Speaker: Dr. Takashi SUGIMOTO (Japan Synchrotron Radiation Research Institute)
        Slides
    • 14:00 16:00
      Track 6 Session: #1 (Facilities, Monitoring) C210 (C210)

      C210

      C210

      Facilities, Infrastructure, Network

      Convener: Jose Flix Molina (Centro de Investigaciones Energ. Medioambientales y Tecn. - (ES)
      • 14:00
        Analysis of CERN Computing Infrastructure and Monitoring Data 15m
        Optimising a computing infrastructure on the scale of LHC requires a quantitative understanding of a complex network of many different resources and services. For this purpose the CERN IT department and the LHC experiments are collecting a large multitude of logs and performance probes, which are already successfully used for short-term analysis (e.g. operational dashboards) within each group.  The IT analytics working group has been created with the goal to bring data sources from different services and on different abstraction levels together and to implement a suitable infrastructure for mid- to long-term statistical analysis. It further provides a forum for joint optimization across single service boundaries and the exchange of analysis methods and tools.  To simplify access to the collected data, we implemented an automated repository for cleaned and aggregated data sources based on the Hadoop ecosystem. This contribution describes some of the challenges encountered, such as dealing with heterogeneous data formats, selecting an efficient storage format for map reduce and external access, and will describe the repository user interface.  Using this infrastructure we were able to quantitatively analyse the relationship between CPU/wall fraction, latency/throughput constraints of network and disk and the effective job throughput.  In this contribution we will first describe the design of the shared analysis infrastructure and then present a summary of first analysis results from the combined data sources.
        Speaker: Christian Nieke (Brunswick Technical University (DE))
        Slides
      • 14:15
        Monitoring Evolution at CERN 15m
        Over the past two years, the operation of the CERN Data Centres went through significant changes with the introduction of new mechanisms for hardware procurement, new services for cloud infrastructure and configuration management, among other improvements. These changes resulted in an increase of resources being operated in a more dynamic environment. Today, the CERN Data Centres provide over 11000 multi-core processor servers, 130 PB disk servers, 100 PB tape robots, and 150 high performance tape drives. To cope with these developments, an evolution of the data centre monitoring tools was also required. This modernisation was based on a number of guiding rules: sustain the increase of resources, adapt to the new dynamic nature of the data centres, make monitoring data easier to share, give more flexibility to Service Managers on how they publish and consume monitoring metrics and logs, establish a common repository of monitoring data, optimize the handling of monitoring notifications, and replace the previous toolset by new open source technologies with large adoption and community support. This talk will explain how these improvements were delivered, present the architecture and technologies of the new monitoring tools, and review the experience of its production deployment.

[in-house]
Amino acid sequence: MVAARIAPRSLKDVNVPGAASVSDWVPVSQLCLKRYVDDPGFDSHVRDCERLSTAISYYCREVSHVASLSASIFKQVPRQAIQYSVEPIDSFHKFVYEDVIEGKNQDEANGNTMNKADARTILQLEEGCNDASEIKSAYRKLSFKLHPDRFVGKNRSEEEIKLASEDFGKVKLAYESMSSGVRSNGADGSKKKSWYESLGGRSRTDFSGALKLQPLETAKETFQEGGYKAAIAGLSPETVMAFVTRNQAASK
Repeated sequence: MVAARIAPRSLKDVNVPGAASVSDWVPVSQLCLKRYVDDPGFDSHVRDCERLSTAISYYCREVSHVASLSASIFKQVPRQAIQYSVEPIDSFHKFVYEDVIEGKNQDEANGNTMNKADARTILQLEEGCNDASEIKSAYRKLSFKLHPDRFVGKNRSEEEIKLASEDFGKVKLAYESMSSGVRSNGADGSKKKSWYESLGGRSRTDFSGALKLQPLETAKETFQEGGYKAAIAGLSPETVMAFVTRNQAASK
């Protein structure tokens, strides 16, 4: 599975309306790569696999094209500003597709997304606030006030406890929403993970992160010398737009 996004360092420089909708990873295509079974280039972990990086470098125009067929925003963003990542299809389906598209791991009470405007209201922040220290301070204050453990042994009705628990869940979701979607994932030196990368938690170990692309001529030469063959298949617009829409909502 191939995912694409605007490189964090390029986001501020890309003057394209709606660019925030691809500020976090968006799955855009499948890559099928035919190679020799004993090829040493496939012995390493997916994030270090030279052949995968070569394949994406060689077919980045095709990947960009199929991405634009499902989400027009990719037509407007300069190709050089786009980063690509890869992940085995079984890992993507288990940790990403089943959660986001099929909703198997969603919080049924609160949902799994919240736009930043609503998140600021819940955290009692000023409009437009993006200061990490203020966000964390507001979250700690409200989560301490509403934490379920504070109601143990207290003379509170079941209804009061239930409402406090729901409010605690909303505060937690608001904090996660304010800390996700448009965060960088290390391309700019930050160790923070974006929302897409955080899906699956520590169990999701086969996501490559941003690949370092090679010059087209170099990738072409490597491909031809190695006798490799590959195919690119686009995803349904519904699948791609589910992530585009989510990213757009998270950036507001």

Speaker: Pedro Andrade (CERN)
        Slides
      • 14:30
        Challenge and Future of Job Distribution at a Multi-VO Grid Site 15m
        DESY operates a multi-VO Grid site for 20 HEP and non-HEP collaborations and is one of the world-wide largest Tier-2 sites for ATLAS, CMS, LHCb, and BELLE2. In one common Grid infrastructure computing resources are shared by all VOs according to MoUs and agreements, applying an opportunistic usage model allows to distribute free resources among the VOs. Currently, the Grid site DESY-HH provides roughly 100kHS06 in 10000 job slots, exploiting the queueing system PBS/TORQUE. As described in former CHEP conferences, resource utilization and job scheduling in a multi-VO environment is a major challenge. On one hand side all job slots should be occupied, on the other hand jobs with diverging resource usage patterns must be cleverly distributed to the compute nodes in order to guarantee stability and optimal resource usage. Batch systems such as PBS/TORQUE with the scheduler MAUI only scale up to a few thousand job slots. At DESY-HH an alternative scheduler was developed and brought into operation. In the preparation for LHC Run 2 as well as the start of BELLE2, in particular the request for the support of multi-core jobs requires appropriate job scheduling strategies which are not available out-of-the-box. Even more, the operation of work load managements system and pilot factories (DIRAC, PANDA) by the big collaborations question the way of how sites provide computing resources in the future. Is cloud computing the future? What about small VOs and individual users who use the standard Grid tools to submit jobs then? In the contribution to CHEP2015 we will try the review what has been learned by operating a large Grid site for many VOs. We will give a summary of the experiences with the job scheduling at DESY-HH of the last years and we will describe limits of the current system. A main focus will be put on the discussion of future scenarios, including alternatives to the approach of local resource managements systems (LRMS) which are still widely used.